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Seniors Find Comfort in Weekly Volunteers of America Meals

Nestled within the heart of Volunteers of America Colorado’s cold warehouse in Commerce City, ambient lighting casts a gentle glow, creating a warming atmosphere that welcomes seniors to take their seats. 

The air is filled with the comforting aroma of a home-cooked meal, providing a haven for the elderly to gather, dine and find a community. There are signs of thoughtful preparation everywhere: Newsletters sit on every table with tips on combating the winter blues, word games and resources for food insecurity. 

In the busy catering kitchen, chef José Huizar works his culinary magic, preparing a hearty dinner for seniors in the Denver area. Sparkling and clean stainless-steel counters shine brightly as the kitchen staff prepares a delicious menu featuring chicken Alfredo, steamed broccoli and other colorful vegetables, plus fresh bread rolls. It’s a team effort, with each dish crafted to bring joy and nourishment to those in their golden years. They create a joyful experience for all, especially ahead of the holiday season.

“The dinners were a hit,” chef Jose Huizar said. “We only had two people on the first Thursday, and it tripled since then.”  

The Senior Nutrition Program was discontinued when COVID-19 hit in 2020 and resumed on Sept. 28 of this year. It’s been wildly popular as it gives older folks a hot plate of food and socialization. The dinners are composed of different menus thought up by a dietician at Volunteers of America, who considers the different dietary needs of seniors.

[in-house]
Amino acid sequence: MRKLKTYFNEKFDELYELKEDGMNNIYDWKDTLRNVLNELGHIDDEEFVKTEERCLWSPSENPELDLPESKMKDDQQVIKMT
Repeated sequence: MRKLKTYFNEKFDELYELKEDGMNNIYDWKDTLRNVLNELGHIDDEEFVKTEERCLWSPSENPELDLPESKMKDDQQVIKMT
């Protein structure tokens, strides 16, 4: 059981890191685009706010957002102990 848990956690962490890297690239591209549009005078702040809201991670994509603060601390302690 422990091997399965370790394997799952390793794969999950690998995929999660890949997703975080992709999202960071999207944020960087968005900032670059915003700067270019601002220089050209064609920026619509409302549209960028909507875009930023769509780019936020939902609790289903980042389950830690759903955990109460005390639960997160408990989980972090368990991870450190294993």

Huizar loves his job, which he said is very rewarding. The hot meals never go to waste, as seniors often bring guests with them. Any leftovers are sent home with diners. Faustine Curry, vice president of marketing, can attest to its success and the charitable work culture of the Volunteers of America. 

“At this facility alone we do about 1.2 million meals a year, and that’s just in Colorado.”

The new location in Commerce City used to be a warehouse. The old location of Volunteers of America on Larimer St. in Denver just wasn’t enough for all the Meals on Wheels volunteers and staff.  

“It’s perfect, it fits all the food donation pantry items we distribute and makes it easier for the Meals on Wheels volunteers,” Curry said.

According to a Meals on Wheels fact sheet from 2022, Colorado ranks 9th in the U.S. for seniors experiencing food insecurity, with over 9%, or about 105,000 seniors, at risk of hunger. Older Coloradans also rank third in the country for being at risk of social isolation. That becomes particularly apparent around the holidays, which many spend alone. But Volunteers of America and Meals on Wheels are hoping to at least fill their stomachs this Thanksgiving. 

“We have about 225 turkeys right now for our Meals on Wheels program ahead of Thanksgiving,” Huizar said. “We also have a lunch truck that we drive around and hand out food from, especially when we have extra food.” 

The new Volunteers of America building in Commerce City on Nov. 9.

Many tents and homeless camps can be seen close to the location in Commerce City, where Curry and Huizar said they deliver food on days when there’s more than enough for the Meals on Wheels and Senior Nutrition Program. 

“They’re on our route so why not? We might as well provide them with hot meals,” Huizar said. “We avoid throwing food away as much as we can.”

In addition to delivering hot meals to home-bound seniors through Meals on Wheels, the Commerce City location of Volunteers of America hosts dinners for the elderly every Thursday night at 4:30 p.m. According to Curry, congregate dining like the Thursday senior dinners “create community and help the elderly be social.”

The application for signing up for the congregate nutrition program is a simple one: It asks for your age, your veteran status, and your income. If you don’t qualify, the application has two pages of information regarding other resources for food shortages and other needs.

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